A federal judge in New York on Tuesday dismissed a lawsuit filed by Paul D. Ceglia, claiming half ownership of Facebook.
In a 2010 lawsuit, Ceglia claimed that Facebook founder Mark Zuckerberg signed a work for hire document in 2003 in which he agreed, in return for monetary payments, to give Ceglia a half interest in Facebook, which Zuckerberg was working on as a student at Harvard, besides providing programming and coding services for a search project called StreetFax.
Zuckerberg had stated under oath that he had not signed the work for hire document that Ceglia attached to his complaint, but only signed an agreement to do website development work for StreetFax, a now-defunct company.
Both Facebook and Zuckerberg alleged that the work for hire document had been fabricated by doctoring the text of the first page of the StreetFax contract and then adding it to the authentic second page of the contract, or its facsimile, that had Zuckerberg's signature.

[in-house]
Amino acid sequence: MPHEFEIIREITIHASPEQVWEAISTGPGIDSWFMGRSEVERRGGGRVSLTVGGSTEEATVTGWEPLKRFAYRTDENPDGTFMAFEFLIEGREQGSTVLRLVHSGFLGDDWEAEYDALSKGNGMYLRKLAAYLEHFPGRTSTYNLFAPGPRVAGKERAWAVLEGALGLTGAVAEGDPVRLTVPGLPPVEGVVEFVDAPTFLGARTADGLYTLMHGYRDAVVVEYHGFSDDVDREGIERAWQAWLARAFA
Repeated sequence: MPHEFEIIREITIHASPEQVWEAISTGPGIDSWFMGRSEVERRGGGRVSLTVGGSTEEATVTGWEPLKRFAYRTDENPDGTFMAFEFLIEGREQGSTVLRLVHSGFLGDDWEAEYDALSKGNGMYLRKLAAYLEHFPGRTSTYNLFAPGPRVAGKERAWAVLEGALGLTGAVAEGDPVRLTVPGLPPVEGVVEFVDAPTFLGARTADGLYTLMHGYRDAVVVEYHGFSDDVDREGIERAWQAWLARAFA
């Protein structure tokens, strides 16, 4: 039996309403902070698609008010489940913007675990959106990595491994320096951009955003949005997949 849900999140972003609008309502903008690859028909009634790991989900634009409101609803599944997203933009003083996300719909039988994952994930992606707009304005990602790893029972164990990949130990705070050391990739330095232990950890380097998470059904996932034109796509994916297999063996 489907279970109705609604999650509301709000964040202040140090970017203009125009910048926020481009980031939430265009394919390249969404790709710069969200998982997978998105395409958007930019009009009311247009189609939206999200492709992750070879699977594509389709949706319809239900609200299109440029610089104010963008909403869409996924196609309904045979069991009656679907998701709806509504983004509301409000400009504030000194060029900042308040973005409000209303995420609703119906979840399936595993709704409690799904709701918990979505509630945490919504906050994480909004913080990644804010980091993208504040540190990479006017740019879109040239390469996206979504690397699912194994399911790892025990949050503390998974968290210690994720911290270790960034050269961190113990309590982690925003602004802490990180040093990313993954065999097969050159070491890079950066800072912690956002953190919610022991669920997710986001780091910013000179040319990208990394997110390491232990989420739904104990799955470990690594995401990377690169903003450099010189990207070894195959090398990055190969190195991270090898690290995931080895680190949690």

In March 2013, Magistrate Judge Leslie G. Foschio of the U.S. District Court for the Western District of New York, recommended that a motion by Facebook and Zuckerberg to dismiss Ceglia's petition should be granted as the purported contract was a "recently created fabrication," while the StreetFax document was the authentic contract.
Based on his review of the recommendations, District Judge Richard J. Arcara granted the motion to dismiss.
Ceglia could not be immediately reached for comment.
The office of the U.S. Attorney for the Southern District of New York said in October 2012 that Ceglia was arrested by federal agents for allegedly attempting to defraud Facebook and Zuckerberg of a stake in the company, by allegedly doctoring, fabricating and destroying evidence to support his false claim.